This report was released just a day after US Secretary of State Rex Tillerson said the US is deeply concerned by “credible reports” of atrocities committed by Myanmar’s security forces and called for an independent investigation into a humanitarian crisis in which hundreds of thousands of Muslim Rohingya have fled to Bangladesh.
Speaking at a joint news conference with leader Aung San Suu Kyi in Myanmar’s capital, Tillerson said the US would consider individual sanctions against people found responsible for the violence, but he would not advise “broad-based economic sanctions” against the entire country.
“All of that has to be evidence-based,” Tillerson said.
“If we have credible information that we believe to be very reliable that certain individuals were responsible for certain acts that we find unacceptable, then targeted sanctions on individuals very well may be appropriate,” he said.
Tillerson was on a one-day visit to the country and also met with Myanmar’s powerful military chief, Min Aung Hlaing, who is in charge of operations in Arakan.
Although Suu Kyi has been the de facto head of Myanmar’s civilian government since her party swept elections in 2015, she is limited in her control of the country by a constitution written under the military junta that ruled Myanmar for decades. The military is in charge of the operations in northern Arakan, and ending them is not up to Suu Kyi.
Still, Suu Kyi has faced widespread criticism for not speaking out in defense of the Rohingya. At Wednesday’s news conference Suu Kyi denied she had been silent on the issue, saying she had personally commented on the situation as well as issued statements through her office, NBC reported.
“I haven’t been silent,” she said. “What people mean is what I say is not interesting enough. But what I say is not meant to be exciting. It’s meant to be accurate. And it’s aimed at creating more harmony and a better future for everybody. Not setting people against each other.”
But UN human rights chief Zeid Ra’ad al-Hussein said he was “hugely disappointed” in Suu Kyi, noting that he appealed to her after a smaller scale flight of Rohingya last October “to use all her emotional standing and moral standing inside the country to confront the military and put an end to this.”
NBC reported al-Hussein as saying that “evidently, she was unable to do that and now she speaks in compassionate terms.”
But he said he fears the Rohingya who have fled to Bangladesh since Aug. 25 won’t be able to return “because the operations were so systematic, so organized, so well-planned, that . there was intent involved.”
“I believe it rises to the threshold of very serious violations, international crimes,” he said.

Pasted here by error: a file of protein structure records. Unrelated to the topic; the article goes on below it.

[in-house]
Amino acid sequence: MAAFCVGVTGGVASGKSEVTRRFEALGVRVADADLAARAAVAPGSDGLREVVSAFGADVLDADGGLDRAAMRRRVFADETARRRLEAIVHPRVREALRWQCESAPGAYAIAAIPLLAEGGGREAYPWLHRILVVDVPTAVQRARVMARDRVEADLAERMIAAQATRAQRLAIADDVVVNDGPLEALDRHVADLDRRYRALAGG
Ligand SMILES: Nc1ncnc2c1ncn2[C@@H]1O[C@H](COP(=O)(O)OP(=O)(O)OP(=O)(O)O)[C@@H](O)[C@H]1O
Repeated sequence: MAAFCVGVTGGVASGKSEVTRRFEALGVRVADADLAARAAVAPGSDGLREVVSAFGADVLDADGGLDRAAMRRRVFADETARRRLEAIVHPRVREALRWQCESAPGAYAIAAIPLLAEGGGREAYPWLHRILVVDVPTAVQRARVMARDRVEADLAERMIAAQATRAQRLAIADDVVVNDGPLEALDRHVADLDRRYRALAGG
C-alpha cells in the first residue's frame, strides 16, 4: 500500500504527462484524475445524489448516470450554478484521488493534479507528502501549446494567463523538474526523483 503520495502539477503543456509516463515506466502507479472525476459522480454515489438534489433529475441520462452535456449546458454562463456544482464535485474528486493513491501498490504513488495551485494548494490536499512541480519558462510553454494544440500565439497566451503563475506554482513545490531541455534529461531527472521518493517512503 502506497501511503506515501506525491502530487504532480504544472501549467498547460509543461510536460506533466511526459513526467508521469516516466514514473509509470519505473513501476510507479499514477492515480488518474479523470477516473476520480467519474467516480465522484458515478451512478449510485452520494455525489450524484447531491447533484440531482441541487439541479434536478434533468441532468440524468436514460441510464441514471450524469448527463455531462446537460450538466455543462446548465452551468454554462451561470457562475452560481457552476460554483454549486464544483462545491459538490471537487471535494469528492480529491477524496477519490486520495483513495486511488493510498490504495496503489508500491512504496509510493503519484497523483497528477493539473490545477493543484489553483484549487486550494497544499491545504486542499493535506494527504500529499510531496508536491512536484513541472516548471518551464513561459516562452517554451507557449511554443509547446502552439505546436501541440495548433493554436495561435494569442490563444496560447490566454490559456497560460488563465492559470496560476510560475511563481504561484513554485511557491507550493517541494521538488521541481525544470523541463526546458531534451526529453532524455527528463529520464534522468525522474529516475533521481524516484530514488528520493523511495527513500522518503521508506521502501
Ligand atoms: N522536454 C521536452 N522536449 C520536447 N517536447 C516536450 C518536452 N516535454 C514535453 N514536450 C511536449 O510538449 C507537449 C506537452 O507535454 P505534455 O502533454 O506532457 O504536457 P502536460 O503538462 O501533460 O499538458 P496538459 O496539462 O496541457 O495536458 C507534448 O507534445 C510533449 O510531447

Myanmar’s military has denied the accusations. The military said it had interviewed thousands of people during a month long investigation into the conduct of troops in Arakan.
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Azhar imam to visit Rohingya refugee camps in Bang. in Nov.

Grand Imam of Al Azhar and Chairman of the Muslim Council of Elders Ahmad el Tayyeb will visit the camps of Rohingya Muslim refugees in Bangladesh late November.
During his visit, Tayyeb is expected to meet with senior officials and a number of scholars in Bangladesh.
Under Secretary of Al Azhar Abbas Shoman and Secretary General of the council Ali Rashid Al Nuaimi will hold a press conference on Sunday to announce the details of Tayyeb’s visit.
The visit comes at the time the highest Sunni Muslim institution completes preparations for delivering the first relief and aid convoy to support hundreds of thousands of the Rohingya Muslim refugees, who suffer from difficult humanitarian and living conditions.
More than 600,000 Rohingya have fled violence in Myanmar displacing them over the border in Bangladesh, according to the UN Refugee Agency (UNHCR). Most of the refugees are women and children.
The Rohingya are a stateless Muslim minority that live in the mostly Buddhist country of Myanmar. The United Nations High Commissioner for Human Rights, Zeid Ra’ad Al Hussein, has called the situation a “textbook example of ethnic cleansing.”
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27 November, 2017

Conditions in Myanmar’s Rakhine not in place to enable safe returns – UN refugee agency


In this photo taken in mid-October 2017, Rohingya refugees that have fled Myanmar’s Rakhine state, cross into Bangladesh at Palong Khali in the Cox’s Bazar district.
24 November 2017 – Amid reports of an agreement between the governments of Bangladesh and Myanmar on return of Rohingya refugees to Myanmar, the United Nations refugee agency has underscored that the returns must be voluntary, and take place in safe and dignified conditions.